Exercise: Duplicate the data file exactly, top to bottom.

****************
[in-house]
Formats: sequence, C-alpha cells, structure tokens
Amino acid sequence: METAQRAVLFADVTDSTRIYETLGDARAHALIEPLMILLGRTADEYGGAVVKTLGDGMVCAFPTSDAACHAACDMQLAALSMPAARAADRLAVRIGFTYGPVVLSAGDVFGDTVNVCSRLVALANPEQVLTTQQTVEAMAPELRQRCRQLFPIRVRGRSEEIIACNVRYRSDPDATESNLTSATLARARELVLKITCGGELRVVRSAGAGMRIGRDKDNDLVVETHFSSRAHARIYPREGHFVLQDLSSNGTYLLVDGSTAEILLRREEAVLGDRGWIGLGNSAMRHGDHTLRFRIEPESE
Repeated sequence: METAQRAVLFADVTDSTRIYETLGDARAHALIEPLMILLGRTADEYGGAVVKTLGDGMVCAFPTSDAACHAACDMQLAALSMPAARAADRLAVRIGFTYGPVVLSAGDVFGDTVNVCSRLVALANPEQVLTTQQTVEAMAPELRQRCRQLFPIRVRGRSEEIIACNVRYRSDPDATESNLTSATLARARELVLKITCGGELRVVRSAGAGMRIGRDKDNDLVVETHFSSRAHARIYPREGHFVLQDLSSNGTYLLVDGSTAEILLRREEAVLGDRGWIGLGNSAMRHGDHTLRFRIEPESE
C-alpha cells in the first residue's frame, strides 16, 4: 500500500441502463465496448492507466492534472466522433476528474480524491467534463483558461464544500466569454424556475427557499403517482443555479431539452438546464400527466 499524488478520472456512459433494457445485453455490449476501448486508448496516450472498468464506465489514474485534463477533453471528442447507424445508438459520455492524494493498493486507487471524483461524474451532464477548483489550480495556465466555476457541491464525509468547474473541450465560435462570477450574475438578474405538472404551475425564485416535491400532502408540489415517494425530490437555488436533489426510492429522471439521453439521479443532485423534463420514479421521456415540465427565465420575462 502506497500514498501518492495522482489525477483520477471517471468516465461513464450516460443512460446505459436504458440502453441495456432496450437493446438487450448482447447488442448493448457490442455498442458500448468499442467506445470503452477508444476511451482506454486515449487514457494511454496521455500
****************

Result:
[in-house]
Formats: sequence, C-alpha cells, structure tokens
Amino acid sequence: METAQRAVLFADVTDSTRIYETLGDARAHALIEPLMILLGRTADEYGGAVVKTLGDGMVCAFPTSDAACHAACDMQLAALSMPAARAADRLAVRIGFTYGPVVLSAGDVFGDTVNVCSRLVALANPEQVLTTQQTVEAMAPELRQRCRQLFPIRVRGRSEEIIACNVRYRSDPDATESNLTSATLARARELVLKITCGGELRVVRSAGAGMRIGRDKDNDLVVETHFSSRAHARIYPREGHFVLQDLSSNGTYLLVDGSTAEILLRREEAVLGDRGWIGLGNSAMRHGDHTLRFRIEPESE
Repeated sequence: METAQRAVLFADVTDSTRIYETLGDARAHALIEPLMILLGRTADEYGGAVVKTLGDGMVCAFPTSDAACHAACDMQLAALSMPAARAADRLAVRIGFTYGPVVLSAGDVFGDTVNVCSRLVALANPEQVLTTQQTVEAMAPELRQRCRQLFPIRVRGRSEEIIACNVRYRSDPDATESNLTSATLARARELVLKITCGGELRVVRSAGAGMRIGRDKDNDLVVETHFSSRAHARIYPREGHFVLQDLSSNGTYLLVDGSTAEILLRREEAVLGDRGWIGLGNSAMRHGDHTLRFRIEPESE
C-alpha cells in the first residue's frame, strides 16, 4: 500500500441502463465496448492507466492534472466522433476528474480524491467534463483558461464544500466569454424556475427557499403517482443555479431539452438546464400527466 499524488478520472456512459433494457445485453455490449476501448486508448496516450472498468464506465489514474485534463477533453471528442447507424445508438459520455492524494493498493486507487471524483461524474451532464477548483489550480495556465466555476457541491464525509468547474473541450465560435462570477450574475438578474405538472404551475425564485416535491400532502408540489415517494425530490437555488436533489426510492429522471439521453439521479443532485423534463420514479421521456415540465427565465420575462 502506497500514498501518492495522482489525477483520477471517471468516465461513464450516460443512460446505459436504458440502453441495456432496450437493446438487450448482447447488442448493448457490442455498442458500448468499442467506445470503452477508444476511451482506454486515449487514457494511454496521455500